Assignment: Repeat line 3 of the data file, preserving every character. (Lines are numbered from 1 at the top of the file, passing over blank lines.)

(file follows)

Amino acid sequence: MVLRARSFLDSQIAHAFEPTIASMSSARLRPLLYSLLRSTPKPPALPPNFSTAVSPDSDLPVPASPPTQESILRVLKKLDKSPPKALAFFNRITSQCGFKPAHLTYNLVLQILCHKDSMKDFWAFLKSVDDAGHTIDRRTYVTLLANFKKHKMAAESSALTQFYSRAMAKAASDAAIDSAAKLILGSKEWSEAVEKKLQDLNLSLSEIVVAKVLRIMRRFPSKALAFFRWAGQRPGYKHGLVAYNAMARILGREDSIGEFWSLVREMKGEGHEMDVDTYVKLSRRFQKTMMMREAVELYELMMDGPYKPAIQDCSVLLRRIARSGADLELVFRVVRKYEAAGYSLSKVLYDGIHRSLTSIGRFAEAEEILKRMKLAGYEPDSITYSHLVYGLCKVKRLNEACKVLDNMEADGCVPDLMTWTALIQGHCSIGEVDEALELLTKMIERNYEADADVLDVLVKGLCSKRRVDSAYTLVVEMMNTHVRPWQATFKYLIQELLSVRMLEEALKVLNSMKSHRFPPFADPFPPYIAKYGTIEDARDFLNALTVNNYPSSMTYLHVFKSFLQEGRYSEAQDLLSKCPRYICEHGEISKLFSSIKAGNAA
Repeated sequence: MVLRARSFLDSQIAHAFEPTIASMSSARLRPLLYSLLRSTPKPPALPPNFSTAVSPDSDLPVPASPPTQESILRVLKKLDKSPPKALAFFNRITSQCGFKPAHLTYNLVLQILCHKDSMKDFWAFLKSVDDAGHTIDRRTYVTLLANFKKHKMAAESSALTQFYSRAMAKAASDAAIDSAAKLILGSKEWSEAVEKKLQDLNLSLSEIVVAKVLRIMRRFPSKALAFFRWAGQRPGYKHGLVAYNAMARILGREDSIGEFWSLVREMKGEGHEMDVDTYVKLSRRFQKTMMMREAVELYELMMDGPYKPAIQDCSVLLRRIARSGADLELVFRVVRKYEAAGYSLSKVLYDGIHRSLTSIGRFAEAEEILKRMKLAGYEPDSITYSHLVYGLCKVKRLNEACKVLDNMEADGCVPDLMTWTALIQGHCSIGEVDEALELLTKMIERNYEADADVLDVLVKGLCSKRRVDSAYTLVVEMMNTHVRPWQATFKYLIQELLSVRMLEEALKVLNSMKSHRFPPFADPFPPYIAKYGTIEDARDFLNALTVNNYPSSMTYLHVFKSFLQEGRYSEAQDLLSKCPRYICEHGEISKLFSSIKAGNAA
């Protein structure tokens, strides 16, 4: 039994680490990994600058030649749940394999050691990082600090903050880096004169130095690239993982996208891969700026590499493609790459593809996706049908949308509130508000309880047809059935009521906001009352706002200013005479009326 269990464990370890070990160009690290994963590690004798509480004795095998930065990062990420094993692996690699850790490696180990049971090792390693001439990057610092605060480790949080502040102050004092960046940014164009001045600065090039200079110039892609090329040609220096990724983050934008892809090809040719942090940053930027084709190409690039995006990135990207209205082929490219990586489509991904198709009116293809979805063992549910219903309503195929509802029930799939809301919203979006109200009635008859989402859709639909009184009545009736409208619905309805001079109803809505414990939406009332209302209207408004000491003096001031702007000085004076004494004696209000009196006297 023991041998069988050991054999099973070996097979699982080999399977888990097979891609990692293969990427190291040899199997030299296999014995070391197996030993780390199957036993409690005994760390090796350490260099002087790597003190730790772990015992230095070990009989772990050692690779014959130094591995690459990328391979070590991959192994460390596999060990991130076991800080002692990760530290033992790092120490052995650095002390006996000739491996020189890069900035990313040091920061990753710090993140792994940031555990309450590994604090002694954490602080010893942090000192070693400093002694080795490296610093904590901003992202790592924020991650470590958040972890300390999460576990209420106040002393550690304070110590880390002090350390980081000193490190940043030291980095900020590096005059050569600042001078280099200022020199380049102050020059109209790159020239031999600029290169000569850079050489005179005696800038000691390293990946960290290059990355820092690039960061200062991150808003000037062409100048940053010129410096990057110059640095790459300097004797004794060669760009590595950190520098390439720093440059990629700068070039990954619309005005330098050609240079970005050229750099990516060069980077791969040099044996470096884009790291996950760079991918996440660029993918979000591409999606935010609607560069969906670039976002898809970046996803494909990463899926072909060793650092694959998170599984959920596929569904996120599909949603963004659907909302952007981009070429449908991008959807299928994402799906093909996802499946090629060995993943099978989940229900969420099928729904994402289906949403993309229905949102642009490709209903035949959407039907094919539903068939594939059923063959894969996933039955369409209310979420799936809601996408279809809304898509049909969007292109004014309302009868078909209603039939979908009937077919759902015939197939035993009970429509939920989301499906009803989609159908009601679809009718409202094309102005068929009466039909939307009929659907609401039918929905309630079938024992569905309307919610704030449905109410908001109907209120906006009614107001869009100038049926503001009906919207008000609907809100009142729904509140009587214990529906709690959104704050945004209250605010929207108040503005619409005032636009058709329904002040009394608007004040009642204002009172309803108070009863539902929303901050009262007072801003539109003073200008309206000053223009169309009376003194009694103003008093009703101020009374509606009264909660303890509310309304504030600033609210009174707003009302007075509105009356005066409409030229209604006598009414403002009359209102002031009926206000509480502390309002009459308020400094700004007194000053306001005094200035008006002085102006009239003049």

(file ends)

């Protein structure tokens, strides 16, 4: 039994680490990994600058030649749940394999050691990082600090903050880096004169130095690239993982996208891969700026590499493609790459593809996706049908949308509130508000309880047809059935009521906001009352706002200013005479009326 269990464990370890070990160009690290994963590690004798509480004795095998930065990062990420094993692996690699850790490696180990049971090792390693001439990057610092605060480790949080502040102050004092960046940014164009001045600065090039200079110039892609090329040609220096990724983050934008892809090809040719942090940053930027084709190409690039995006990135990207209205082929490219990586489509991904198709009116293809979805063992549910219903309503195929509802029930799939809301919203979006109200009635008859989402859709639909009184009545009736409208619905309805001079109803809505414990939406009332209302209207408004000491003096001031702007000085004076004494004696209000009196006297 023991041998069988050991054999099973070996097979699982080999399977888990097979891609990692293969990427190291040899199997030299296999014995070391197996030993780390199957036993409690005994760390090796350490260099002087790597003190730790772990015992230095070990009989772990050692690779014959130094591995690459990328391979070590991959192994460390596999060990991130076991800080002692990760530290033992790092120490052995650095002390006996000739491996020189890069900035990313040091920061990753710090993140792994940031555990309450590994604090002694954490602080010893942090000192070693400093002694080795490296610093904590901003992202790592924020991650470590958040972890300390999460576990209420106040002393550690304070110590880390002090350390980081000193490190940043030291980095900020590096005059050569600042001078280099200022020199380049102050020059109209790159020239031999600029290169000569850079050489005179005696800038000691390293990946960290290059990355820092690039960061200062991150808003000037062409100048940053010129410096990057110059640095790459300097004797004794060669760009590595950190520098390439720093440059990629700068070039990954619309005005330098050609240079970005050229750099990516060069980077791969040099044996470096884009790291996950760079991918996440660029993918979000591409999606935010609607560069969906670039976002898809970046996803494909990463899926072909060793650092694959998170599984959920596929569904996120599909949603963004659907909302952007981009070429449908991008959807299928994402799906093909996802499946090629060995993943099978989940229900969420099928729904994402289906949403993309229905949102642009490709209903035949959407039907094919539903068939594939059923063959894969996933039955369409209310979420799936809601996408279809809304898509049909969007292109004014309302009868078909209603039939979908009937077919759902015939197939035993009970429509939920989301499906009803989609159908009601679809009718409202094309102005068929009466039909939307009929659907609401039918929905309630079938024992569905309307919610704030449905109410908001109907209120906006009614107001869009100038049926503001009906919207008000609907809100009142729904509140009587214990529906709690959104704050945004209250605010929207108040503005619409005032636009058709329904002040009394608007004040009642204002009172309803108070009863539902929303901050009262007072801003539109003073200008309206000053223009169309009376003194009694103003008093009703101020009374509606009264909660303890509310309304504030600033609210009174707003009302007075509105009356005066409409030229209604006598009414403002009359209102002031009926206000509480502390309002009459308020400094700004007194000053306001005094200035008006002085102006009239003049």